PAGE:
More recently, in the Kobe Bryant case you mentioned, seven news organizations obtained a sealed transcript of a hearing that was closed to the public involving the rape shield kit and the judge in that case ordered the seven news media who had obtained that transcript by mistake; a court clerk had distributed it unintentionally to members of the press who were not supposed to have it, and the judge ordered that the press not publish that information.

And we represented those seven entities and took the matter first to the Colorado Supreme Court, which actually affirmed the trial judge’s order not to publish that information. We took it to a justice of the US Supreme Court that ordered the trial judge to decide on admissibility of that information within 48 hours, so as to lift the prior restrain as it were with respect to the vast bulk of the information in that transcript. But that’s type one. They order on the press not to publish information it has received, and I had a couple of other more recent examples.

The other type is an order on those participating in the trial itself, the attorneys of record and the parties and the investigating agencies working with the prosecution not to make public statements outside of matters of public record.

Ken White: And there, with respect to the scope of how much a court can prohibit a participant or a lawyer, I think it’s fair to say the law is more cloudy, that there have been different standards articulated in different courts and that a lot of the time the courts seem eager to sort of avoid the issue. So there is a whole raft of great prior restraint cases about the press, but not as much direct, clear authority about gag orders on lawyers or the parties.

Steven Zansberg: That’s correct, and partly it’s because attorneys of record, not just prosecutors who have special duties under the Rules of Professional Conduct, but all attorneys are governed by, as you know, Rules of Professional Conduct that are promulgated by every state Supreme Court, and they are very similar. There are variances state to state, but by and large, they closely model the American Bar Association Rules of Professional Conduct.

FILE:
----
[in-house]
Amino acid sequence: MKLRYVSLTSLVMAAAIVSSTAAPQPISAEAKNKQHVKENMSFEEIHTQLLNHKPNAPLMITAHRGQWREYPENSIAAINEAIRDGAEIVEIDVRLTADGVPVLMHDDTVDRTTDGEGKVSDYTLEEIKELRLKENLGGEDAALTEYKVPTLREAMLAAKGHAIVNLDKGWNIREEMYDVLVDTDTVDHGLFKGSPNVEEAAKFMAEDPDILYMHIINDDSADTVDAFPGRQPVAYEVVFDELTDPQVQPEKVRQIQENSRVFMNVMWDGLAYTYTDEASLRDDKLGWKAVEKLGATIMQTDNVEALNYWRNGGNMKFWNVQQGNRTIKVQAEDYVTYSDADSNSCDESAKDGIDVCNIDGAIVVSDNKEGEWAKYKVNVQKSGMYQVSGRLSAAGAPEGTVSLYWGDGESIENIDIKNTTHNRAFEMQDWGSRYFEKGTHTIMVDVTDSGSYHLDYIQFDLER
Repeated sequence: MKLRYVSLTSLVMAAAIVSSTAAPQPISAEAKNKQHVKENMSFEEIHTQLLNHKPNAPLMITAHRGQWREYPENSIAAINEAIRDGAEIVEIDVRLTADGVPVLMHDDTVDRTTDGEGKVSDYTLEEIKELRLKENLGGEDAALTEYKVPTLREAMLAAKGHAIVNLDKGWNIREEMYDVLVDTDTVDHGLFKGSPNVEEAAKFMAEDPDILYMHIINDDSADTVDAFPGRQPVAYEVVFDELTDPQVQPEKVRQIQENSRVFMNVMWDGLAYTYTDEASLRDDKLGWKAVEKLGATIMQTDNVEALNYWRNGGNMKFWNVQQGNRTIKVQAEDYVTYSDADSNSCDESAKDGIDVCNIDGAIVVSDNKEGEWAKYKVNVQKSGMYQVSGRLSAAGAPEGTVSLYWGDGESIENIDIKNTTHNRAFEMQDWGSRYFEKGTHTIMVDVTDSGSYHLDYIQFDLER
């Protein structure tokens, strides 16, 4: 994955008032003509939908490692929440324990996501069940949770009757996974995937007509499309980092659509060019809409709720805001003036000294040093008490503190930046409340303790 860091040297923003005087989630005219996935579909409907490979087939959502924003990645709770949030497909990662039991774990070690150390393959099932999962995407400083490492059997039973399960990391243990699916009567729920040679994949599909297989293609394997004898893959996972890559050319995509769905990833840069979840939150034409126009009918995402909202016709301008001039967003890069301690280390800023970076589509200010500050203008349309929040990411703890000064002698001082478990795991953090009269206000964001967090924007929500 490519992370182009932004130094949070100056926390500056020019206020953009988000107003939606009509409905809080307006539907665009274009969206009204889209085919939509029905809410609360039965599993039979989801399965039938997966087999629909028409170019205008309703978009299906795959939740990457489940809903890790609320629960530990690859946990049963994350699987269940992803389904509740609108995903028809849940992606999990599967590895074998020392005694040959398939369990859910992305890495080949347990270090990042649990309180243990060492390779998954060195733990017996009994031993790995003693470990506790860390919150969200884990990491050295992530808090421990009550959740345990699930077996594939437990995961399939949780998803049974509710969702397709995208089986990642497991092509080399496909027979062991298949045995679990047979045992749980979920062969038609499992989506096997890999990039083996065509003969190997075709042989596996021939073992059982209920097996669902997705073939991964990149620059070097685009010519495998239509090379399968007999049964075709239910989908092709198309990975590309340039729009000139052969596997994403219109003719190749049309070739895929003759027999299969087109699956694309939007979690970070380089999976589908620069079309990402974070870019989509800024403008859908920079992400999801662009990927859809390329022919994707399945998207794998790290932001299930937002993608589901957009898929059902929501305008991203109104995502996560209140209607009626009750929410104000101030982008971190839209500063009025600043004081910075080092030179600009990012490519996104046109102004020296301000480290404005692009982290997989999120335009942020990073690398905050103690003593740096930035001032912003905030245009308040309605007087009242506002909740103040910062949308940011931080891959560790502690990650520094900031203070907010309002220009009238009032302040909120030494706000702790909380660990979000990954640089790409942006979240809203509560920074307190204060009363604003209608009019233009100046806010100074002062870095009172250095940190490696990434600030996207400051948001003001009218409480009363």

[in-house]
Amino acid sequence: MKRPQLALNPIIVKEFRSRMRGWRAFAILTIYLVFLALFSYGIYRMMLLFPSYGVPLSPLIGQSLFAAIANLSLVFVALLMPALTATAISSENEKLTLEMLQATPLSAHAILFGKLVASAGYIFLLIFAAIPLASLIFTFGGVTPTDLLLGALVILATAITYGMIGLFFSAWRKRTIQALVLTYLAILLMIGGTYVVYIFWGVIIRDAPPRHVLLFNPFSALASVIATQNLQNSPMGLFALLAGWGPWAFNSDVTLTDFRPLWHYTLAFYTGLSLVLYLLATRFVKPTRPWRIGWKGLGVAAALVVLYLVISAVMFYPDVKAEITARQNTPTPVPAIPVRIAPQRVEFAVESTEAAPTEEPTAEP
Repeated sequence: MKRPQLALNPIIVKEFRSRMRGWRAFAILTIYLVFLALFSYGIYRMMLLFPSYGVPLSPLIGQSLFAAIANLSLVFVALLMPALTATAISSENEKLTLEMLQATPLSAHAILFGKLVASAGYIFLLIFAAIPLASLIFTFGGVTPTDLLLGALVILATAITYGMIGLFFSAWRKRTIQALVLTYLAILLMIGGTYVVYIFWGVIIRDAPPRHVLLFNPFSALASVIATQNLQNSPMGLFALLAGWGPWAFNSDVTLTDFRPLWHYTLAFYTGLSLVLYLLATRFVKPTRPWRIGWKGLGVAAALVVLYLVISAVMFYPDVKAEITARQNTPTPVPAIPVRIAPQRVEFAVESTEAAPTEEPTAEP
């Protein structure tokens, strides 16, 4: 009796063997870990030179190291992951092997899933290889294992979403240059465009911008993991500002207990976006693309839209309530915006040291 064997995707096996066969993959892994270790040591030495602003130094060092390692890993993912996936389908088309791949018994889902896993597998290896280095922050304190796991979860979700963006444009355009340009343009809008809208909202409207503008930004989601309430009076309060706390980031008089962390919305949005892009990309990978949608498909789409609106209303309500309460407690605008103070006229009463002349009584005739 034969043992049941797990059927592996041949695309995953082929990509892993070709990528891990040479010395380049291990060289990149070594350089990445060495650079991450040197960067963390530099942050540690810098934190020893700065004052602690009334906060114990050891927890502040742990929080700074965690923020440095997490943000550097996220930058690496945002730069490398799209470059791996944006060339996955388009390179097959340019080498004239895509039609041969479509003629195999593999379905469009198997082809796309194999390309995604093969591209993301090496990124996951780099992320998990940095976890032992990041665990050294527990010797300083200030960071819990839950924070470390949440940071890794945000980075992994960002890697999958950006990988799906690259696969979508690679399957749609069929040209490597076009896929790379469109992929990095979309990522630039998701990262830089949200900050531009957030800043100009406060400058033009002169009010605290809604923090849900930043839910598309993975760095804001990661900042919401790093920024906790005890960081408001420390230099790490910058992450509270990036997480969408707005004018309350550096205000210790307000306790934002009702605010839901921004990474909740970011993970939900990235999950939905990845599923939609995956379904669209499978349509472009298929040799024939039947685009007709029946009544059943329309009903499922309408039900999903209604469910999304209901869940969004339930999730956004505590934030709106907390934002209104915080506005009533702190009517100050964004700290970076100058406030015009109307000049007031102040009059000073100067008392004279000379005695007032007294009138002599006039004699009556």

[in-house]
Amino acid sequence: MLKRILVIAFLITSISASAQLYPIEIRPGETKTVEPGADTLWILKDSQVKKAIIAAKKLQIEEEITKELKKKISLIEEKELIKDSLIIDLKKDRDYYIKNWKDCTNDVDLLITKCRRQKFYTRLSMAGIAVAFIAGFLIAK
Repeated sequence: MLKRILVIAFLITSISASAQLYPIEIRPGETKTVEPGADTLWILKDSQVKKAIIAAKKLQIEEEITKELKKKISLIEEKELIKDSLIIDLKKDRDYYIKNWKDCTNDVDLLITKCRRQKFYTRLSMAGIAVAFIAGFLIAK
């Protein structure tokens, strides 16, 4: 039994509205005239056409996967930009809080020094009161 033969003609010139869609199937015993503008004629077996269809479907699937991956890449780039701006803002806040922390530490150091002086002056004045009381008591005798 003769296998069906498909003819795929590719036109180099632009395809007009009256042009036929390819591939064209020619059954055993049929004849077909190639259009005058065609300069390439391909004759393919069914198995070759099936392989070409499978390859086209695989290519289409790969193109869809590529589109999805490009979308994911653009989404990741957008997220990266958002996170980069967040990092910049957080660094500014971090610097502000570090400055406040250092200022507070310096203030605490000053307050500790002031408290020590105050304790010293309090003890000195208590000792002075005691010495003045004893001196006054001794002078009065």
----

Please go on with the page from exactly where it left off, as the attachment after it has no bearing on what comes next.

And two of those Rules, Rule 3.6 and Rule 3.8, which is particular to prosecutors, do place limits on what attorneys of record, and as I said the law enforcement agencies working with the prosecution, are allowed to say in an extrajudicial statement, meaning outside of the courtroom that is intended to be published in some mass medium form.

So that’s the background that it’s already a restriction on the participants in the judicial process that is allowed and was upheld by the US Supreme Court as a reasonable restriction on those participant’s speech, so long as the restricted speech really does pose a substantial probability of prejudicing a judicial proceeding or a tribunal or jury. And that’s a very important distinction.

So the court has recognized that attorney’s rights, attorneys of record and participants in litigation have somewhat less protection for their free speech than members of the general public. But that doesn’t mean that there needs to be a judicial order imposed that adds a very severe sanction, of contempt of court to require that attorneys abide by their professional duties of responsibility.

Ken White: One thing I have noticed and that you and I talked about is that it seems that when courts impose prior restraints on the press and put out the order saying you can’t do this, a lot of the time it just seems like the judge in question was clueless about the constitutional issue. In other words, a lot of the time it doesn’t seem like they are applying the Supreme Court precedent on prior restraints and finding this is outside the norm and something where it’s allowed; they are just not confronting those precedents at all. Has that been your experience?

Steven Zansberg: Yes. In our experience there have been a couple of occasions in the recent past where prosecutors have gone into judge’s chambers literally after — moments after a court proceeding has ended, after hours and said Your Honor, there is someone in the courtroom who was taking pictures, with your permission, was one example, a newspaper in Fort Collins, Colorado was taking photographs of a witness in a criminal case who was in prison garb and had been taken out of the county jail in order to testify in that case, and this was done in open court, in front of spectators and as I say, a press photographer.


And after the hearing was concluded the prosecution went into the judge’s chambers and said this is an informant who, if his picture is printed on the front page of the newspaper tomorrow, it will place his life in jeopardy as a jailhouse snitch. And they put an order in front of the judge ordering that the newspaper not publish that photograph, even though in fact it had already been posted on the Internet.